Oh look, another gun violence study . . .
A new study tracking gun-related deaths found that just six countries, all located in the Americas, accounted for more than half of all firearm deaths worldwide in 2016. The lamentable list was topped by Brazil with 43,200 gun deaths in 2016, followed by the United States (37,200 deaths), Mexico (15,400), Colombia (13,300), Venezuela (12,800) and Guatemala (5,090).
Taken together, those six nations were home to 50.5 percent of global firearm-related fatalities in 2016, a count that includes gun deaths from homicide, suicide and accidents, not war or terrorism. Interestingly, the death rate from gun-related murders, suicides and accidents significantly outpaced gun deaths from armed conflict in all but one year between 1990 and 2016, according to the Institute for Health Metrics and Evaluation (IHME) at the University of Washington, which published the new data in JAMA on Aug. 28, 2018. (That year was 1994, when the Rwandan genocide was going on.)
“This study confirms what many have been claiming for years – that gun violence is one of the greatest public health crises of our time,” said Dr. Mohsen Naghavi, a professor of global health at IHME, in a statement. “There are no simple antidotes to address this health problem. The tragedy of each firearm-related death will continue until reasonable and reasoned leaders come together to address the issue.”
More “common sense gun laws”. . .
No Ghost Guns. No 3-D Firearms. And no purchasing any component used in making either of these weapons. Legislation banning the manufacturing of any untraceable or covert firearm was approved by the Assembly Judiciary Committee Monday.
The bill (A-3129)- sponsored by Assembly Democrats Paul Moriarty, Gary Schaer and Annette Quijano – would make it illegal to purchase firearm parts for the purpose of unlawfully manufacturing firearms without a serial number and to manufacture or possess covert or undetectable firearms and 3-D printed firearms.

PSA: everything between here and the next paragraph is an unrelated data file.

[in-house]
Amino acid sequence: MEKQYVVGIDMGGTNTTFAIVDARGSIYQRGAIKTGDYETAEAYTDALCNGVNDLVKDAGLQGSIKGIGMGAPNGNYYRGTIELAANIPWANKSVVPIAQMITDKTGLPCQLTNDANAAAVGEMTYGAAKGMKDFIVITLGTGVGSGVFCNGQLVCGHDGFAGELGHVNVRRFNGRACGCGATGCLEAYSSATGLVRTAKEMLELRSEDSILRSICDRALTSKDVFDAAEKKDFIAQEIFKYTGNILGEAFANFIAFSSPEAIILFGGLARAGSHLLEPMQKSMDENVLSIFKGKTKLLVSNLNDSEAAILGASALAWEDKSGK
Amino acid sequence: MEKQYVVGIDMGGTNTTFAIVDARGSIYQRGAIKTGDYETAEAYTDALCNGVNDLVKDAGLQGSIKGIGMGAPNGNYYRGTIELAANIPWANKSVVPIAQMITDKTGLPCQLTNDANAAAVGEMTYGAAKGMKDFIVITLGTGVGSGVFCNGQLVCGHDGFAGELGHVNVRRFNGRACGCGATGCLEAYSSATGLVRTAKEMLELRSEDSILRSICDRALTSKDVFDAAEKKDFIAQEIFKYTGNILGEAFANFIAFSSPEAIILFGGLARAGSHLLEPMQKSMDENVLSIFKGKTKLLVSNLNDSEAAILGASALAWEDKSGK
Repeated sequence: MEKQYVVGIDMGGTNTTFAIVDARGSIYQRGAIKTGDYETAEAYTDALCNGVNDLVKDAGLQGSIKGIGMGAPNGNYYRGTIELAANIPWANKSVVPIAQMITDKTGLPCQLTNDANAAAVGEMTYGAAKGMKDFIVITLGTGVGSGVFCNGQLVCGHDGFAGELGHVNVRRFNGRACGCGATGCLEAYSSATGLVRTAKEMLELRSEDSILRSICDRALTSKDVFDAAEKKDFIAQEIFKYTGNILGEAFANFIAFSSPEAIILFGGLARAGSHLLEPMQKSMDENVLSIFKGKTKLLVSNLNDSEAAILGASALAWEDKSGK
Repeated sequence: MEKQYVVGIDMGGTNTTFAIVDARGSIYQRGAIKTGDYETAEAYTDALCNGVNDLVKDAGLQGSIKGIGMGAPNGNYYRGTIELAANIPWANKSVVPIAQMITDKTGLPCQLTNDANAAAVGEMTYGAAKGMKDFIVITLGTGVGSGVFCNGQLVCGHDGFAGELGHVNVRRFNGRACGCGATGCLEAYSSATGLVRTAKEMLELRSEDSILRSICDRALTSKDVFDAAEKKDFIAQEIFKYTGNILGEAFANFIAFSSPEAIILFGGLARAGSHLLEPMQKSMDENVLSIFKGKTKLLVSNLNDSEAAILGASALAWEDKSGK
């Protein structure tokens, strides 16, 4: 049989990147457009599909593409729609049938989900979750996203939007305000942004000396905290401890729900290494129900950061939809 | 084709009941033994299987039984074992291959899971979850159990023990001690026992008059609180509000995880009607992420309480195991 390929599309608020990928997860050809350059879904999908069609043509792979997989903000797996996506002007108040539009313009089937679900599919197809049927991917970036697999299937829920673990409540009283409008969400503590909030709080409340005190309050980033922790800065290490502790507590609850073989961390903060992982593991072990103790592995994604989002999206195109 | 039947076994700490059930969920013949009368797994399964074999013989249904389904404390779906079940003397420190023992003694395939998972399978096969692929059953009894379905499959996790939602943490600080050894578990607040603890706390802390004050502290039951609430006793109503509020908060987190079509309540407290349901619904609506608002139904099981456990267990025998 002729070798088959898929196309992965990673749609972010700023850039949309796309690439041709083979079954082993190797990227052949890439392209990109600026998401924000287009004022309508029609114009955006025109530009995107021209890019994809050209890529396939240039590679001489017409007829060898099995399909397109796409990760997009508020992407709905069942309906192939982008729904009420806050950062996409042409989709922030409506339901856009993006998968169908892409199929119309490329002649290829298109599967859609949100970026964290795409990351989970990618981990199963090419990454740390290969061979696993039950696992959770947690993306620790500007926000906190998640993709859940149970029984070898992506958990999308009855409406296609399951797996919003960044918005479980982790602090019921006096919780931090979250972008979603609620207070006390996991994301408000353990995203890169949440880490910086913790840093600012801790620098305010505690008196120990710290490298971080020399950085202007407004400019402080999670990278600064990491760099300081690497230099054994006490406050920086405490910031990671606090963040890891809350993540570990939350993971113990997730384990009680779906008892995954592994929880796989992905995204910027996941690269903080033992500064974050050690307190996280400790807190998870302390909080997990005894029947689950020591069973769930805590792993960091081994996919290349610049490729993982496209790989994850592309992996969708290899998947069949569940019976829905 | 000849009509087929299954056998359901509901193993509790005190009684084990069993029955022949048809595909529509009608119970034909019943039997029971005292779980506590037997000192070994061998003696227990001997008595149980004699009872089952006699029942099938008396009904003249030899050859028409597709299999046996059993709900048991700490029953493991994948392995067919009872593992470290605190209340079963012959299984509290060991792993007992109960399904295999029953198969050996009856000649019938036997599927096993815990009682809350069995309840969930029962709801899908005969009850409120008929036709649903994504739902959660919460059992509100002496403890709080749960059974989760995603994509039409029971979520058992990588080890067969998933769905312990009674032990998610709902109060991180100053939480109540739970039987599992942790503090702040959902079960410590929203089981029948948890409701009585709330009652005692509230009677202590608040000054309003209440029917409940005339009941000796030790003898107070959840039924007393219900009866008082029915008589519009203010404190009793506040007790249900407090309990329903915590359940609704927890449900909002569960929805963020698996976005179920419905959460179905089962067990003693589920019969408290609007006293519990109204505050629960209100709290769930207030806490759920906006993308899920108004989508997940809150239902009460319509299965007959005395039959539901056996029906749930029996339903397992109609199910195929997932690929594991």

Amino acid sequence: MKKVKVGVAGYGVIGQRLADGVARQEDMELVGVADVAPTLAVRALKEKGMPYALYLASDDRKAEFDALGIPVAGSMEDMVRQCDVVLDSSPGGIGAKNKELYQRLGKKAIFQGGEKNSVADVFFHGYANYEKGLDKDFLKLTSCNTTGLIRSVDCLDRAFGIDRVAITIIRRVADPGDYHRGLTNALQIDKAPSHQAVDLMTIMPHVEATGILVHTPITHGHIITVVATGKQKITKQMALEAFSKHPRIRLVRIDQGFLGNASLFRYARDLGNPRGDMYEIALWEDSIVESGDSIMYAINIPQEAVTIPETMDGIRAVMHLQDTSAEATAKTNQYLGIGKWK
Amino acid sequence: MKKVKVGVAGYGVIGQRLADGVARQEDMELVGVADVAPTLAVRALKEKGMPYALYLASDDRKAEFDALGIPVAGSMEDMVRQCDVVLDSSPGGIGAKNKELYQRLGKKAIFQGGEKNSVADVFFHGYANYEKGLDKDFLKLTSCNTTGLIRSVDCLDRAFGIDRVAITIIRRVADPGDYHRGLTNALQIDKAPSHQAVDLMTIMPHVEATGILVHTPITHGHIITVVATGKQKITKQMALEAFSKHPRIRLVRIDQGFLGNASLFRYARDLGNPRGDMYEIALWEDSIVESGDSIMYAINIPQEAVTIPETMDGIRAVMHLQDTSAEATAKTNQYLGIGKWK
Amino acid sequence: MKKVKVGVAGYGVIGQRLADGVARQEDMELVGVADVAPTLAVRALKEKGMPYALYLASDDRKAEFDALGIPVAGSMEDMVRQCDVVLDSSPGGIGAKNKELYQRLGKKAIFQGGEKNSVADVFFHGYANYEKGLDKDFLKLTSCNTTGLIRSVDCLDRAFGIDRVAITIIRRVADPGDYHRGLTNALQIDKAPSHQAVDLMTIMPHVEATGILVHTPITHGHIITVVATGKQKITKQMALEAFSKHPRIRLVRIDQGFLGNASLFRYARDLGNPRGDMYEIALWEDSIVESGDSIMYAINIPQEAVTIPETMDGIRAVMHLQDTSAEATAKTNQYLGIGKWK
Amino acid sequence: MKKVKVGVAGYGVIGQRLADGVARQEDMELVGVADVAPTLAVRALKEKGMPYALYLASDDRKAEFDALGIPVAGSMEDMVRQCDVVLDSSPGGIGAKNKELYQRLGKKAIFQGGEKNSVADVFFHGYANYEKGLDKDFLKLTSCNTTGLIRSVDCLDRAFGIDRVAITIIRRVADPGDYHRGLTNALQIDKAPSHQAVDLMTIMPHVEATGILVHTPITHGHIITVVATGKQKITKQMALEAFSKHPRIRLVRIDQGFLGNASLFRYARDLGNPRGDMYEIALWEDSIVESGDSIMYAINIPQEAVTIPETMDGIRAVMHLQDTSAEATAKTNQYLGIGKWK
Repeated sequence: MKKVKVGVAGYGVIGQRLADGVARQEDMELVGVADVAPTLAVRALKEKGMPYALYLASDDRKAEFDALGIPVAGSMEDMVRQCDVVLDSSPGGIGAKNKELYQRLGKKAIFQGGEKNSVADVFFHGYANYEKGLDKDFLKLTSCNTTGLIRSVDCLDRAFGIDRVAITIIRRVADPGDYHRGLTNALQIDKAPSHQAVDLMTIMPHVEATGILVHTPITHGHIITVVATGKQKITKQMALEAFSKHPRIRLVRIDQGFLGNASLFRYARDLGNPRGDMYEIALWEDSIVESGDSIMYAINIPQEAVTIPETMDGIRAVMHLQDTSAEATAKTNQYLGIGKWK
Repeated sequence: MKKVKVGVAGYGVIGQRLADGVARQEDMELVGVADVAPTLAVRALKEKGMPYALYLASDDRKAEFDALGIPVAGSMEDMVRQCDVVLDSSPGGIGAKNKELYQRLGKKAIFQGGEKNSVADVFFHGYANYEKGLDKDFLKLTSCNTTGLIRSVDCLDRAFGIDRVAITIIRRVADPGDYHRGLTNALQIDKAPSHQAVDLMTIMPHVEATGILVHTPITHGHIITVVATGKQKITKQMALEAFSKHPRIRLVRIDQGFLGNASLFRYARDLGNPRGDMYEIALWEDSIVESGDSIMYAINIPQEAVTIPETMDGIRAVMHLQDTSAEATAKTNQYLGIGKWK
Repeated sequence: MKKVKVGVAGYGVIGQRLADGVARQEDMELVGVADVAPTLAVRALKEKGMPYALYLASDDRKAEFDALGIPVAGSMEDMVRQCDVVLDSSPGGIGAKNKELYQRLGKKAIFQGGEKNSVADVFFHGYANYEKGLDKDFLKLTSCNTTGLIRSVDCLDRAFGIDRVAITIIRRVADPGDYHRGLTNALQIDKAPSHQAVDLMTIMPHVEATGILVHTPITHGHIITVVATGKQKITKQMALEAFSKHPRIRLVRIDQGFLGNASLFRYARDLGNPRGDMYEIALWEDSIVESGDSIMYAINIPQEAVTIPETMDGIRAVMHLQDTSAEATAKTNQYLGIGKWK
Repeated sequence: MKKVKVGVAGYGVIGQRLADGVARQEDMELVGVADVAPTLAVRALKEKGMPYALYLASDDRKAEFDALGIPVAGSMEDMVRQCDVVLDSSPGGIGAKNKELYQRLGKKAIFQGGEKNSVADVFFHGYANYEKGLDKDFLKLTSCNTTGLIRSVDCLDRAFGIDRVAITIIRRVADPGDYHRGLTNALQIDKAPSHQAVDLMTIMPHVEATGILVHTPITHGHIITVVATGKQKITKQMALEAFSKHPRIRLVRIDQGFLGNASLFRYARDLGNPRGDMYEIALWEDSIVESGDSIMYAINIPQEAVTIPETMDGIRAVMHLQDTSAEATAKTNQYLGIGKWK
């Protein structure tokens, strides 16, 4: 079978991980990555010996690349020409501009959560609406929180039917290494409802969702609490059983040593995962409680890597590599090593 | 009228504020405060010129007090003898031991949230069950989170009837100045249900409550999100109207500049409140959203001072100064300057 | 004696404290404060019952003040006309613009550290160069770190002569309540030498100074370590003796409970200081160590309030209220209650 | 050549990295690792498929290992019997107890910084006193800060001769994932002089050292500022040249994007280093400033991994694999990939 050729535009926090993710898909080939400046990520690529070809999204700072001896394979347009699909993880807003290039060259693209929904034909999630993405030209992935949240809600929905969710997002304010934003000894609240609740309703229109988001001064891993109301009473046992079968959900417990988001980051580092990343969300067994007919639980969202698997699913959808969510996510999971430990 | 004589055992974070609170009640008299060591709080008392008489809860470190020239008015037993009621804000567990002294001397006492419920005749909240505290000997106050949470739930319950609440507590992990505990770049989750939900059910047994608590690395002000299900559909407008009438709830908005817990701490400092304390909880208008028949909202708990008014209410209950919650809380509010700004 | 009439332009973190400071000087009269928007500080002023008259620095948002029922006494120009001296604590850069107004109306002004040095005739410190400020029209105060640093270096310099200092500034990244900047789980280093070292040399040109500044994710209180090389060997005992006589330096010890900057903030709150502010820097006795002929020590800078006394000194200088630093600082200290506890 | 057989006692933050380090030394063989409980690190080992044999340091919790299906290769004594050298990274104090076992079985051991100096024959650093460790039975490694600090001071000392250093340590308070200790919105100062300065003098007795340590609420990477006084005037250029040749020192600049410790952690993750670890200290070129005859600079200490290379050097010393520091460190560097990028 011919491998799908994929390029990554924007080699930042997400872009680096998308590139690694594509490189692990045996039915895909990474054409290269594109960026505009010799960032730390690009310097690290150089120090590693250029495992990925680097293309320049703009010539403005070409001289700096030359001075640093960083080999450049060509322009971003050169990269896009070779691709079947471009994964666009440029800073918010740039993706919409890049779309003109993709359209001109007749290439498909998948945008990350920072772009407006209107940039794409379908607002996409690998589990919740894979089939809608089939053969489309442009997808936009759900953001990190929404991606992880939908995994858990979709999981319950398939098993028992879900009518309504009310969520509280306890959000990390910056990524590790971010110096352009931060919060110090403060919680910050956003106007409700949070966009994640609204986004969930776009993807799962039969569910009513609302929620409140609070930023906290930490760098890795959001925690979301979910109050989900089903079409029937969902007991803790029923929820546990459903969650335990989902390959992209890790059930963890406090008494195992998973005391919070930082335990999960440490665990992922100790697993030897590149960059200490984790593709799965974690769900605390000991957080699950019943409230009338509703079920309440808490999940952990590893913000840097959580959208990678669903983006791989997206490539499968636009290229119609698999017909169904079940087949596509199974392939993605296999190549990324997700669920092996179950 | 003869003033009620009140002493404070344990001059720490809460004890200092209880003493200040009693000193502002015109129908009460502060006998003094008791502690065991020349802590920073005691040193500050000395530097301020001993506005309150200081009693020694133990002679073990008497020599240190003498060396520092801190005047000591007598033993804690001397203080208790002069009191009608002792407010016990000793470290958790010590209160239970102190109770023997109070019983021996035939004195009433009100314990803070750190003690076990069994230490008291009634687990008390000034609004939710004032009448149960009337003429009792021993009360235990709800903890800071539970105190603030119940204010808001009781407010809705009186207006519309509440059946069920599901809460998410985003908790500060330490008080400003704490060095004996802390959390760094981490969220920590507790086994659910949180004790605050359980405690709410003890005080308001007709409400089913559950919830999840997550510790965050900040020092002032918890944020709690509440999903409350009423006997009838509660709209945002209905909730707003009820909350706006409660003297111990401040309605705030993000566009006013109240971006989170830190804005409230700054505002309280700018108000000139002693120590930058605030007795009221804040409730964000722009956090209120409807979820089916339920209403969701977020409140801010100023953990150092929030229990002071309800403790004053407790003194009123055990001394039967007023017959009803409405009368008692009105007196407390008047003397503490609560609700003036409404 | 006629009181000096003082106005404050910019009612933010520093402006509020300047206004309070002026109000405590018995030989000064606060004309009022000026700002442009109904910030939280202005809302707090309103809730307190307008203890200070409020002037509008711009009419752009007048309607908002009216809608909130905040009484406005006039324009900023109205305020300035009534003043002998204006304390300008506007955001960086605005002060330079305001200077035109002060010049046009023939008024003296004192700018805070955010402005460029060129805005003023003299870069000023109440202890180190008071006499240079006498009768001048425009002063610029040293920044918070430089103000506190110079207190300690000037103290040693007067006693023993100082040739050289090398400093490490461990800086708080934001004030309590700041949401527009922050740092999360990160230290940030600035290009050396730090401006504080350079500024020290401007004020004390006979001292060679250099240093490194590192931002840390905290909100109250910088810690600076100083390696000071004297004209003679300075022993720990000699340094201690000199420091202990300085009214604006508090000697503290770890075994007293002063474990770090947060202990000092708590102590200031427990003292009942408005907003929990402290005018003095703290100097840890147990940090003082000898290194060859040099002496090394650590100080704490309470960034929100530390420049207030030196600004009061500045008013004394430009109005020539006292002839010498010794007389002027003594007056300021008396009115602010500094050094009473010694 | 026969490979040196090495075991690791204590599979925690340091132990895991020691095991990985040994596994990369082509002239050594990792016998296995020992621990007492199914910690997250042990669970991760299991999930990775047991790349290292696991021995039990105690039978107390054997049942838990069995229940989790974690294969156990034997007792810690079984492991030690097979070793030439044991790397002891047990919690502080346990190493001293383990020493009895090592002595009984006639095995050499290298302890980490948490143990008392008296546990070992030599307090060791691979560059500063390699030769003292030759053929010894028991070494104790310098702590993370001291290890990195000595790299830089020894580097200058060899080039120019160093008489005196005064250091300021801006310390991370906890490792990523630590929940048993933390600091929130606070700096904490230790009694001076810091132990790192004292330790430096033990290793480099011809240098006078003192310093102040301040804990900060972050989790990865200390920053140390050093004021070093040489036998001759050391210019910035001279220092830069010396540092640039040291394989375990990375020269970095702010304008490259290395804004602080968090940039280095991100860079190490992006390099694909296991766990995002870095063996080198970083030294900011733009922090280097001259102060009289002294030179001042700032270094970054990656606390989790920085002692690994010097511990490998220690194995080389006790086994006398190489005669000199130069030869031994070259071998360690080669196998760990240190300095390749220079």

“Instead of making it harder for criminals to obtain weapons, new technology and mail-order kits are only making it easier for criminals to manufacture firearms at home,” said Moriarty (D- Camden and Gloucester). “Our only recourse is to arm our court system with additional penalties for those who choose to skirt the law, avoid licensure and manufacture these types of firearms to keep or even to sell. We’re saying no to ghost guns, and no to 3-D firearms. Not in New Jersey. ”
Violence for me and mine?. . .
A prominent gun control activist has refused to denounce one of his supporters who was arrested after attempting to stab a GOP Congressional candidate at an event on Sunday.
“March For Our Lives” is the national demonstration tour organized by David Hogg and his brigade of gun-grabbing teenagers with support of ultra-leftist non-profit Everytown.
Apparently, the violent leftist who tried to kill GOP congressional candidate Rudy Peters was a supporter of Hogg’s movement. Fazeli marked himself as “attending” the March For Our Lives rally in Oakland on March 24. His Facebook message made an appeal to the youth to guide America, hoping they “know a better way.”
The Antis are circling their media wagons . . .
More than 100,000 ads promoting stricter gun laws have aired so far this year, a drastic increase compared to four years ago as Democratic candidates seize on the issue ahead of November’s midterms, The Wall Street Journal reported Tuesday.
The news outlet analyzed data from Kantar Media/CMAG data that found 102,636 pro-gun control ads aired from Jan. 1 to Sept. 9, which is 22 times more than the 4,491 pro-gun control ads that aired during the same period in 2014.
Anti-control ads are also up, but not by as large a margin.
House, Senate, gubernatorial candidates and affiliated groups have aired 63,070 ads classified in the data as anti-gun control. That’s a little more than double the 24,194 anti-gun control ads that aired in the same window in 2014, The Wall Street Journal found.
So let’s bring back the Clinton ban on 1994, because that worked so well . . .
If a shooter uses a semiautomatic rifle instead of another type of gun, it appears to roughly double the chances of victims being wounded and killed.Researchers at Brigham and Women’s Hospital (BWH) came to this conclusion about “active shooters”—people who attempt to kill or hurt others with a gun in a populated area—in a paper published Tuesday. The work analyzed more than 200 such incidents in the U.S.